Anything that is taught to an emerging psyche early enough through an indoctrination process that includes going through a ritual could be called brainwashing.
Children, being children, will not seek religion on their own without motivation. Kids just don't do that.
Religion acquired through adulthood is done with direct intent and therefore done responsibly.
It usually is. The one thing I tried to teach my kids was to think for themselves, but this isn't common in this society.
I guess that would depend on a few factors. One of which being how it was taught. Another, and this is another big one, cultural factors. Religion in itself is not a bad thing to teach your child as they are growing up, but if its forced on them and they are taught to in a sense fear other religions and ways of thinking, then yes, it can be looked at as a form of brainwashing. But I also say Cultural factors because the culture we're raised in also helps to teach us. In school you learn about other cultures and since it's all connected their religions. And it's not just in school that we are exposed to other ways of life and thinking. There's T.V., books, movies, music, peers, and here's a big one the internet. The world seems big, but it's actually quite small in many ways. And yes even though a parent teaches a religion, they should also teach their children to ask questions, and encourage them to think for themselves and make their own decisions. The hard part my father says is to accept their decisions even if they come to a different conclusion then you. And coming from the child perspective, you have to have the courage to make decision and live by that decision. Yes it's scary. But so worth it.
I don't think so, I speak English so I teach my children English. I am a Christian so I teach them Christianity.
I don't think so... The child learns her/his mothertounge and along with it also learns the customs and religion the same way followed by the parents.
I think it is taught at birth and how a persons life or the family dynamics is structured according to their beleifs and how they chose to live.
It all depends on how the information is presented to the child. Some ways will force them to think whatever the instructor wants, but other times they're giving the child options.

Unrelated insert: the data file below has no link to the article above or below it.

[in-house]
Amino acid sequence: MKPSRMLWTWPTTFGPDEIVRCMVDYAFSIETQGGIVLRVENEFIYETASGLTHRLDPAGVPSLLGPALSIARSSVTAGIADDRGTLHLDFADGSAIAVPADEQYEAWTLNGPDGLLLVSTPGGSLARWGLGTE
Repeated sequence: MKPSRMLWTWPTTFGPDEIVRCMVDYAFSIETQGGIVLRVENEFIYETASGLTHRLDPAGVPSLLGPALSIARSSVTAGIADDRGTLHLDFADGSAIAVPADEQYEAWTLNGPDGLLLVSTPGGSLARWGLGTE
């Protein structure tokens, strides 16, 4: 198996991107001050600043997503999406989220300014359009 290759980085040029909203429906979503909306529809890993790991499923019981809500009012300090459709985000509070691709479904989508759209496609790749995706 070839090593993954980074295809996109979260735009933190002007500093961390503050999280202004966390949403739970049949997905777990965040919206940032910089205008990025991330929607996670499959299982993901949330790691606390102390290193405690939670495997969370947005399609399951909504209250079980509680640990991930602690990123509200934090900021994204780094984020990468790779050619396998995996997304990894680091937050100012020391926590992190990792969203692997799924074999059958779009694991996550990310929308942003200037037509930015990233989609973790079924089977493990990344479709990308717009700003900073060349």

No. Brainwashing by definition involves removing one set of beliefs and replacing it with another. From birth, children have no belief system, so they can't technically be "brainwashed."
The question probably means "Is it right to impart your religious beliefs on a child?" It is a parent's prerogative to instill whatever values they wish into their children. Why would religion be off limits? If it is wrong to "brainwash" a child with religion, is it not just as wrong to teach them your particular views on morality, manners, and right & wrong?
I do not endorse ANY specific faith, so please do not assume I am defending my own religion. It is more about parenting in general. To use the absurd to illustrate the point, we tell our kids not to pick their noses, don't we? Well, who are we to tell them what to do and what not to do with their body?! If they want to grow up picking their noses, they have every right to! We tell them not to play with matches, we tell them not to hit their brothers and sisters, we tell them to say "Please" and "Thank You." We tell them these things to make them into the people we wish them to be. That's not brainwashing, that's parenting.
Everyone would know that there is a God. The Bible says that. People need to be taught how to properly have a relationship with him though. You don't just get to make that up as you go along.